In spite of its nature[i], the GDPR leaves some room of manoeuvre to the Member States. This European legal instrument has even been called a hybrid[ii] between a directive and a regulation, precisely because there is a significant amount of issues where national legislation can in fact diverge from the general solutions the GDPR brings to the table. Although such leeway is not to be misunderstood for a “carte blanche” to the Member States, there is nevertheless a relevant part to be played by national legislators.

From the definition of a minimum legal age for children’s consent to be considered valid for its personal data to be processed (in relation to information society services), which can vary between 13 and 16 years of age, to the waiver on fines being applied to the public sector (Article 83, 7), there is a vast array of subjects left for the Member States to determine. In fact, a whole chapter of the GDPR[iii] is dedicated to these subjects, namely: Processing and freedom of expression and information (Article 85); Processing and freedom of expression and information (Article 86); Processing of the national identification number (Article 87); Processing in the context of employment (Article 88); Safeguards and derogations relating to processing for archiving purposes in the public interest, scientific or historical research purposes or statistical purposes (Article 89); Obligations of secrecy (Article 90) and Existing data protection rules of churches and religious associations (Article 91).

Additionally, matters of procedural law, according to the Principle of Conferral (Article 5 of the Treaty on the European Union) are almost entirely left for Member States to regulate, with few exceptions such as the deadlines and the (in)formalities of the reply to a data subject rights request (Article 12) and, most notably, the one-stop shop procedure (instated in Article 60) and all its related and non-related issues that are undertaken by the European Data Protection Board, the new European Union Body provided by the GDPR (section 3 of Chapter VII).

The task that lied ahead of the Portuguese legislator, concerning the national reform of the Data Protection Law[iv], was therefore demanding but framed in a way that should have helped steer its drafting in a comprehensive and relatively straightforward manner[v].

The legislative procedure in Portugal took some time to be jumpstarted and it wasn’t until the 22nd of March 2018 that a proposal from the government was finally approved and forwarded to the Parliament, as this is a matter of its competence under Article 165(1)(b) of the Portuguese Constitution.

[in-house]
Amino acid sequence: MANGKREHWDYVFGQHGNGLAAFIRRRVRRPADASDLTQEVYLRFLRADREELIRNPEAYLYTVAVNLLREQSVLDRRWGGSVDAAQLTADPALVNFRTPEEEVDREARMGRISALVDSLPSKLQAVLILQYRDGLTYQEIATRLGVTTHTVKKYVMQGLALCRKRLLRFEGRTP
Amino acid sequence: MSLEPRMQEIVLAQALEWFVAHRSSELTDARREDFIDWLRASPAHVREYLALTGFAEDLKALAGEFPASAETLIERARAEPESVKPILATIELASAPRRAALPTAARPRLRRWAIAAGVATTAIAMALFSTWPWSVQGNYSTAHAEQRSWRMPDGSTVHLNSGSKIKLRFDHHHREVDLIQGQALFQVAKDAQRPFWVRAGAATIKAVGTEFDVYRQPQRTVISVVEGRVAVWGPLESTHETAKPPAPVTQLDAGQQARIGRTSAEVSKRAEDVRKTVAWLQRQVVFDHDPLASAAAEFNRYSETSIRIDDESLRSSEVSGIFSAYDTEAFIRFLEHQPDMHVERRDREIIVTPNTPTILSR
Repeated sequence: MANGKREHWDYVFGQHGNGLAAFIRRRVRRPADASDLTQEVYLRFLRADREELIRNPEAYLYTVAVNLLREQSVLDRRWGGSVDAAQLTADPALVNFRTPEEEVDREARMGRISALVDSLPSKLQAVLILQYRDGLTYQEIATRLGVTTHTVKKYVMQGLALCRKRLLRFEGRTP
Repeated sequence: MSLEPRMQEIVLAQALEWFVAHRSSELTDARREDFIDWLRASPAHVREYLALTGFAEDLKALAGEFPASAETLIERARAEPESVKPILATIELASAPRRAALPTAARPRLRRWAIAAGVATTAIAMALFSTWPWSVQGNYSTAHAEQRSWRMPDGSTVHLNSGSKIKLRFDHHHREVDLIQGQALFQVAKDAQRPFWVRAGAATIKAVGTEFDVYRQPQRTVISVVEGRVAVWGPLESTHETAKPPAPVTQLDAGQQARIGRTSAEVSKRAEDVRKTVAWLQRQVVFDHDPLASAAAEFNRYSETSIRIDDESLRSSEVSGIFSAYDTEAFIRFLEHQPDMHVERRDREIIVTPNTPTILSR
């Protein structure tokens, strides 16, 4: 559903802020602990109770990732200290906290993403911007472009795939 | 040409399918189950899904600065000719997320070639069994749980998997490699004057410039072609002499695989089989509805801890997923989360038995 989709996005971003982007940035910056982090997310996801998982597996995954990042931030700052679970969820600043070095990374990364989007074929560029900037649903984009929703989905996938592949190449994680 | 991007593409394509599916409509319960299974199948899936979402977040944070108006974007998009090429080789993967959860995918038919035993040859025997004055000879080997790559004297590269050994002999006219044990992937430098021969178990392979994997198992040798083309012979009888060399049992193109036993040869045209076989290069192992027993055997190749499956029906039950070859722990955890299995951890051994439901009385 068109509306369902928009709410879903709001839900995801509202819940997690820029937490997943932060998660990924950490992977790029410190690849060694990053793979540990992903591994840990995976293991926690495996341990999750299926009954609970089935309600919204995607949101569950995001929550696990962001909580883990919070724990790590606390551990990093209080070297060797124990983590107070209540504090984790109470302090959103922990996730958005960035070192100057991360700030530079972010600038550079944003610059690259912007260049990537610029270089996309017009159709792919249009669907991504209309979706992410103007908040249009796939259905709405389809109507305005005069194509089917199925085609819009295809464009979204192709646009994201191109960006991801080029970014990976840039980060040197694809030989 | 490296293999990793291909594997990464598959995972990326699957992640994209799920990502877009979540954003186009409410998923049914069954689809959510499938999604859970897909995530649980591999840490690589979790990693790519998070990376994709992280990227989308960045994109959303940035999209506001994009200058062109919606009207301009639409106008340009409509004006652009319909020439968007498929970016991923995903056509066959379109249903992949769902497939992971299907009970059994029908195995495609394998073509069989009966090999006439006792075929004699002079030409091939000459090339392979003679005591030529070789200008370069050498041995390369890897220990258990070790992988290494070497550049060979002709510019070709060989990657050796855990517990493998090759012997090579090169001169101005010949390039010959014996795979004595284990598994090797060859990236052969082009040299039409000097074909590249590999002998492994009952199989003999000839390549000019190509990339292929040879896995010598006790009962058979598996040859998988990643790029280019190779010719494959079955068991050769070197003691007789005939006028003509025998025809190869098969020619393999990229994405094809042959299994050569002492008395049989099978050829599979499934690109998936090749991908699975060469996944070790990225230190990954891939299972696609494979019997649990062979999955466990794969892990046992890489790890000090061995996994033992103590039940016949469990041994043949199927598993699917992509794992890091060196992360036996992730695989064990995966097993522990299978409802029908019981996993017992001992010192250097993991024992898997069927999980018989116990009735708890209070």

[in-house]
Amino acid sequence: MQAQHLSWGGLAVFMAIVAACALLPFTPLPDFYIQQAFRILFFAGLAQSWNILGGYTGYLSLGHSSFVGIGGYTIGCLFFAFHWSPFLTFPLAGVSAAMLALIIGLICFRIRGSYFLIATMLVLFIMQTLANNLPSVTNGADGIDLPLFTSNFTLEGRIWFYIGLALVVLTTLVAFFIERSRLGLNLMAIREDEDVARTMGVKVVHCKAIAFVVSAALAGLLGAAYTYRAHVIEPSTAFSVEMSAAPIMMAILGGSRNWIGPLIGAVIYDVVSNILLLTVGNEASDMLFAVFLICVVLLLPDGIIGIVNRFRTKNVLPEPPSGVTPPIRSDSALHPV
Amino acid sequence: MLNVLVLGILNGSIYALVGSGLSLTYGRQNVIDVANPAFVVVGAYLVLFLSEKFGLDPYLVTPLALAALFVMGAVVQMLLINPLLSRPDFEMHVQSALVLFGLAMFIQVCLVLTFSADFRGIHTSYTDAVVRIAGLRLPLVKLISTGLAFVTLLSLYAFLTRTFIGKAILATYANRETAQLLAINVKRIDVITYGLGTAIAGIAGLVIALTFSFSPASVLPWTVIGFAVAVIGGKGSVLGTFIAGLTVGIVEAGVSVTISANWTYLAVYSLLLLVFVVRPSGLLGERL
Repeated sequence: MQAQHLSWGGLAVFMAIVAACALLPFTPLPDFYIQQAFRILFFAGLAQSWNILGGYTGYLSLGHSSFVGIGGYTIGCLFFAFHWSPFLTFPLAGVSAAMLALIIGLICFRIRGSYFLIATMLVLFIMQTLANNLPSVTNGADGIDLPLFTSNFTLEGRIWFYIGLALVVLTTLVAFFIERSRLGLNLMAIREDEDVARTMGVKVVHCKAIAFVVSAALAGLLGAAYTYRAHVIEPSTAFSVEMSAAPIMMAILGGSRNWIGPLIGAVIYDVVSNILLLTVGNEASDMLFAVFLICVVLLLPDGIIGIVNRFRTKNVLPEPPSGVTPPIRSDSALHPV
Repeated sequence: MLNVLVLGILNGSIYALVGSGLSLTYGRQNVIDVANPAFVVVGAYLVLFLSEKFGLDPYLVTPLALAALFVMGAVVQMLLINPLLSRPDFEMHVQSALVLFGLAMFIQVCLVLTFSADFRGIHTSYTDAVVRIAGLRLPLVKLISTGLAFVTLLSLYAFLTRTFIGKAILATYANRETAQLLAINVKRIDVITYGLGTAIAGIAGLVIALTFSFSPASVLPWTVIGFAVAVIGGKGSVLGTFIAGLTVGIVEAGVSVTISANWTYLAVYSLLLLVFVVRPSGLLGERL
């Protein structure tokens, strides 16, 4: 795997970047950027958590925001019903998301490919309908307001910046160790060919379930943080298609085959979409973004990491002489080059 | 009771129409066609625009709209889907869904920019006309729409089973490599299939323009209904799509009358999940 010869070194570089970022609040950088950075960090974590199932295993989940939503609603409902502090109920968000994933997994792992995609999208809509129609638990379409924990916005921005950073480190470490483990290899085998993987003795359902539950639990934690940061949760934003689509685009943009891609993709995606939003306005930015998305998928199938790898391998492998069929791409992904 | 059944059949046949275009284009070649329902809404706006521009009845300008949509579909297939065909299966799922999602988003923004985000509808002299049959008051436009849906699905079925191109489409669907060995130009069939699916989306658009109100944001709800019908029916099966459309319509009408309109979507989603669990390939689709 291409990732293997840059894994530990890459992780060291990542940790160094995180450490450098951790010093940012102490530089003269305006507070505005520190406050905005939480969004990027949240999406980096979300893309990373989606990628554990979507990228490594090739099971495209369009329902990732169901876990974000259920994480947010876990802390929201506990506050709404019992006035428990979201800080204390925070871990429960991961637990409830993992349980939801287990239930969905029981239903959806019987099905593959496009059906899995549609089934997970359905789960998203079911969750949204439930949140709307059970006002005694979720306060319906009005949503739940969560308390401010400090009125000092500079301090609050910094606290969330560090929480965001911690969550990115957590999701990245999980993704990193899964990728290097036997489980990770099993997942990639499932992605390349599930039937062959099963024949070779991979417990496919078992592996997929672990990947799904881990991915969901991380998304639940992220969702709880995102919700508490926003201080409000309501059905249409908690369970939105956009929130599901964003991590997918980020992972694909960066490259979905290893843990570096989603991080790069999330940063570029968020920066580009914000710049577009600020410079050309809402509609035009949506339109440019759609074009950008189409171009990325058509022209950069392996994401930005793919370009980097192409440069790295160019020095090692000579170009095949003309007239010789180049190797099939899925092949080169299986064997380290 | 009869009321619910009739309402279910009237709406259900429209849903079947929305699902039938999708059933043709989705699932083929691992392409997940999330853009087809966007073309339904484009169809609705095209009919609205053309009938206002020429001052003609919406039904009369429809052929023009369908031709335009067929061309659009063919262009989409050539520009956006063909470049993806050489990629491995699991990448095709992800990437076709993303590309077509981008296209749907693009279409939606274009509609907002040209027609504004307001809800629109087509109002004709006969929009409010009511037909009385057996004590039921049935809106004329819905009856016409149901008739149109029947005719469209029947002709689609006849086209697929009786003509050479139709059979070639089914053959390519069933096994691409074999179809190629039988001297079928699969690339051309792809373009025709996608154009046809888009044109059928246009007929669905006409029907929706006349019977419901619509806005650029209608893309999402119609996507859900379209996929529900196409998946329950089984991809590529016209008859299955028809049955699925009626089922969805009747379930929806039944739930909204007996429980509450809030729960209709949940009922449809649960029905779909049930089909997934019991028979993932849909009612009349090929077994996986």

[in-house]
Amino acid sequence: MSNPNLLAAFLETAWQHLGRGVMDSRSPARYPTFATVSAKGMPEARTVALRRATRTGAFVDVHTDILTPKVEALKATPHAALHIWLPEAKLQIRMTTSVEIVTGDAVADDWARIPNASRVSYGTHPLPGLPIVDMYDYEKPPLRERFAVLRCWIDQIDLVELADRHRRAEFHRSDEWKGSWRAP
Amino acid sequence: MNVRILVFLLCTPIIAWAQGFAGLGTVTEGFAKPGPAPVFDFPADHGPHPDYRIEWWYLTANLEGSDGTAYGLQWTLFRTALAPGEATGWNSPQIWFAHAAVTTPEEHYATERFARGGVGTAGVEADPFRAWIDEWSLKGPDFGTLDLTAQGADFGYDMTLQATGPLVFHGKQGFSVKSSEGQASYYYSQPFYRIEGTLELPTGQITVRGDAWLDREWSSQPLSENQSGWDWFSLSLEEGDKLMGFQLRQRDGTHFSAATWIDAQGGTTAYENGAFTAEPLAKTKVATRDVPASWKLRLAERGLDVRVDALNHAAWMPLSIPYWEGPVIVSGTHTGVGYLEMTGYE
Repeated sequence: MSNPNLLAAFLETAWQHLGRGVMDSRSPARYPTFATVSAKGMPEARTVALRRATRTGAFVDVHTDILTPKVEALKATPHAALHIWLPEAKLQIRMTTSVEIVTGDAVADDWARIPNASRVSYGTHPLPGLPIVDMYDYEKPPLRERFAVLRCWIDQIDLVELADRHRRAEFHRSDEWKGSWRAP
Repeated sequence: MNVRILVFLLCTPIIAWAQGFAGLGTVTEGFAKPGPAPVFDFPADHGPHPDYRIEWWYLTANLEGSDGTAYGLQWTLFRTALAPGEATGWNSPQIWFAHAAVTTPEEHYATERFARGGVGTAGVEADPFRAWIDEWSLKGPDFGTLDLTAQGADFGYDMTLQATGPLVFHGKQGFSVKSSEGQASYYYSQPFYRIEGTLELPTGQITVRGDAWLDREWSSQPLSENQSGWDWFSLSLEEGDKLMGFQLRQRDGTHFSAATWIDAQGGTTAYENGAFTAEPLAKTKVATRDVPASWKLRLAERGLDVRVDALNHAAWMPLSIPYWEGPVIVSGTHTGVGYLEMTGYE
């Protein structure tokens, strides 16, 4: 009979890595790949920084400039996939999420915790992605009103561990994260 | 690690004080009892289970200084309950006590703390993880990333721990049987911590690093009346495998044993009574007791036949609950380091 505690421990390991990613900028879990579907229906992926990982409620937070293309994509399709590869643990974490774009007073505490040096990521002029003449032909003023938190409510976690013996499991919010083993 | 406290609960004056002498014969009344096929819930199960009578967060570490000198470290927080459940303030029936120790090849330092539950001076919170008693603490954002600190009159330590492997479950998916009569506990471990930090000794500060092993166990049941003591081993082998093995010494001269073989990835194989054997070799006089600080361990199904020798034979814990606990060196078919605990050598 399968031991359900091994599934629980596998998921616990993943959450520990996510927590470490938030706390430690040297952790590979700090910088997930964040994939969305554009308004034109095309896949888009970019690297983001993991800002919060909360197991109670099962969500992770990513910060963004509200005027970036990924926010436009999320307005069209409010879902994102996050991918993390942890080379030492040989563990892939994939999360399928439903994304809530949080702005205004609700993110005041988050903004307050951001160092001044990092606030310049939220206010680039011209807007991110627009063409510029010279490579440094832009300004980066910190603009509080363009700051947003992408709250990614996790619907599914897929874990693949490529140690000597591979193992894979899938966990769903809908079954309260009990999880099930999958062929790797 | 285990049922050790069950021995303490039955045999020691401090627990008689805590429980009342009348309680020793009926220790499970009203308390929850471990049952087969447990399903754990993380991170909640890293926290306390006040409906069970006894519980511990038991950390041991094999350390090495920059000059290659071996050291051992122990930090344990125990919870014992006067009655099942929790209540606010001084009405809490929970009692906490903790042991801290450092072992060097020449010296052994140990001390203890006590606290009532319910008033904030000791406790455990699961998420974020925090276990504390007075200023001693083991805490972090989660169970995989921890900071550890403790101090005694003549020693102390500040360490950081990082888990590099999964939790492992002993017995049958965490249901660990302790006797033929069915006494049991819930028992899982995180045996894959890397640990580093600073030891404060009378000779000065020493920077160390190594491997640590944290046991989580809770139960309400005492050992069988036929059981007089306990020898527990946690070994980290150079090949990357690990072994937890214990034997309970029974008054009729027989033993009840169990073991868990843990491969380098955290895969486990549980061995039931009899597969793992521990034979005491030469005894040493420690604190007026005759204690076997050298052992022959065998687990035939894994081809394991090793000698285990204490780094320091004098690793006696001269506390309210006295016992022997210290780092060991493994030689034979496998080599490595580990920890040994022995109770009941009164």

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Editorial of October 2019

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 by Tamara Álvarez Robles, Lecturer at the University of Vigo


On the reform of national law on data protection: the special incorporation of digital rights in Spain

The reform of the Spanish Organic Law on Data Protection (LO 3/2018), to adapt it to the General Regulation of Data Protection has introduced together with the European requirements a catalogue of digital rights. Title X “Guarantee of digital rights” has meant, undoubtedly one of the biggest novelties to data protection regulations. It is composed of a set of Articles, from 79 to 97, which present, for the first time in the Spanish national legislative sphere, the new generation of digital rights[i], inter alia, right to Internet neutrality, right to digital security, right to digital education, protection of minors on the Internet, right to rectification on the Internet, right to privacy and use of digital devices in the workplace, right to digital disconnection in the workplace, right to digital testament.

The inclusion in-extremis of the present Title X, of digital rights, through amendment of the Congress of Deputies dated April 18, 2018, responds to the fundamental importance, to the ever-present and dominating reality of the Internet, which reaches all spheres of our lives. That is why, Organic Law 3/2018 in section IV of the Preamble already points to the involvement of public authorities through the provision of public policies (Article 9.2 SC) in order to make effective the catalogue of digital rights based on the Principle of Equality (Article 14 SC), stating that: “it is the responsibility of the public authorities to promote policies that make effective the rights of citizens on the Internet, promoting the equality of citizens and the groups in which they are integrated in order to possible the full exercise of fundamental rights in the digital reality”.
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Editorial of September 2019

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 by Alessandra Silveira, Editor
 and Tiago Cabral, Master's student in EU Law at UMinho